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Publicly Available Published by De Gruyter February 3, 2021

Die Autorinnen und Autoren des Bandes / Authors of this Volume

From the journal Wittgenstein-Studien



Florian Franken Figueiredo

geb. 23. 06. 1979. Studium der Philosophie, Alte Geschichte und Ev. Theologie in Berlin. Seit 2019 wissenschaflicher Mitarbeiter und integriertes Mitglied im Institut für Philosophie der Neuen Universität Lissabon (Universidade Nova de Lisboa); seit November 2019 Mitarbeiter im Forschungsprojekt „Philosophy for Children and the Dawn of Moral Intuition: Values and Reasons in Rationality and Reasonability“ (FCT project PTDC/FER-FIL/29906/2017). Jüngste Veröffentlichungen: Wittgenstein’s conception of hypotheses in Chapters XII and XXII of ‘Philosophical Remarks’ and the function of language (im Erscheinen), Können Zwecke als Grundlage für eine Bedeutungstheorie dienen? (2019), Wittgenstein and Brandom: Disagreements on how to be in agreement with a rule (2019).

Pablo Hubacher Haerle

born in 1995, studied Philosophy, Economics, Art History and Comparative Literature in Zurich, Utrecht and Barcelona and is currently doing a Master’s degree in Philosophy at the University of Cambridge. He has worked as a teaching assistant at the University of Zurich and as a research assistant at ETH Zurich. His main areas of interest are the philosophy of mind (esp. self-knowledge and Wittgenstein), the philosophy of science (esp. economics) and political theory. Latest publication: with Dr. PD Martin Beckstein, Das Paradox der Toleranz zwischen politischer Theorie und zivilgesellschaftlicher Praxis: Soll man PopulistInnen zu Podiumsdiskussionen einladen?, in: Zeitschrift für politische Theorie, 2/2019.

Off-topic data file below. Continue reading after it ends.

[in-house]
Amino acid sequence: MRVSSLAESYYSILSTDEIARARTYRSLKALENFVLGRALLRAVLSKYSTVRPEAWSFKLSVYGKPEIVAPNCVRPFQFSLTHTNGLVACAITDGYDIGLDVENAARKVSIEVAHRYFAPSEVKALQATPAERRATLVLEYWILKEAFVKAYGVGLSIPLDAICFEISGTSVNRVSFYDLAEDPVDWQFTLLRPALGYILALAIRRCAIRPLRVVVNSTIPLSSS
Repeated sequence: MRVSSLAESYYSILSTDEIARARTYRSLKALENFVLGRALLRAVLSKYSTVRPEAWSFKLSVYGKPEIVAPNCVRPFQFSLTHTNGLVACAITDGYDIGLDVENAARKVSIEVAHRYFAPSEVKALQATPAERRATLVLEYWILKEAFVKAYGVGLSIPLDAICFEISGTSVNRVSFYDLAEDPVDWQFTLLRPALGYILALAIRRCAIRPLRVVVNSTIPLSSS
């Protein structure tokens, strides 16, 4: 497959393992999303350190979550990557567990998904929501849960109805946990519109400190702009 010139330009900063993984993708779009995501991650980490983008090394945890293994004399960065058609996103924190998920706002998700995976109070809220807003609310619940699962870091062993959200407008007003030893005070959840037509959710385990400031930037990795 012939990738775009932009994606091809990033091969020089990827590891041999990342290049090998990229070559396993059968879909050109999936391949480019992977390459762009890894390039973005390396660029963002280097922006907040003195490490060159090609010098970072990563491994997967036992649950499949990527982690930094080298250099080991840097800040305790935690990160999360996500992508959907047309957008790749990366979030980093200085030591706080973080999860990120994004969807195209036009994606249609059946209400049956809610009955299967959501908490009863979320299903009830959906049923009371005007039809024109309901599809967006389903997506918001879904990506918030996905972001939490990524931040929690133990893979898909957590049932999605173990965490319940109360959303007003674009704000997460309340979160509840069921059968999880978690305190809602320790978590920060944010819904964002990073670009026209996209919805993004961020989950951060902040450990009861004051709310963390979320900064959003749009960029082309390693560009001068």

Christoph König

is professor of Modern German literature at the University of Osnabrueck (Germany) and an eminent specialist on Goethe, Nietzsche, Hofmannsthal, Rilke, Celan, the history of scholarship, and critical hermeneutics. In his work he methodologically intertwines his readings with his studies in the history of global literary studies and his theory of philological praxis. He is a fellow at the Institute for Advanced Study in Berlin (2008/9), at the Käte Hamburger Institute for Advanced Study in Erlangen (2011/12), professeur invité at the ENS (Paris, 2019), and a member of the International PEN. His recent publications include: Hofmannsthal. Ein moderner Dichter unter den Philologen (Göttingen 2001), Skeptische Lektüren der 'Sonette an Orpheus' von Rilke (Göttingen 2014), L'intelligence du texte. Rilke-Celan-Wittgenstein (Lille Septentrion 2016), Kritik der Lektüre. Nietzsches ‘Also sprach Zarathustra’ und ‘Dionysos-Dithyramben’ (Göttingen 2020); he is a coedi-

tor at Harvard University Press of: Jean Bollack. The Art of Reading (2017), and editor of the journal Geschichte der Philologien (since 1991).

Olli (Olof) Lagerspetz

born 1963, studied at Åbo Akademi University and the University of Illinois at Urbana-Champaign. In 1992 – 1998, he was Lecturer of Philosophy at The University of Wales, Swansea. Since 2006, he is Senior Lecturer of Philosophy at Åbo Akademi University, serving repeatedly as the Head of department. Lagerspetz is Docent of Philosophy since 1999 and Docent of History of Ideas since 2017. In 2012, he was invited to be Fellow of the Finnish Society of Sciences and Letters.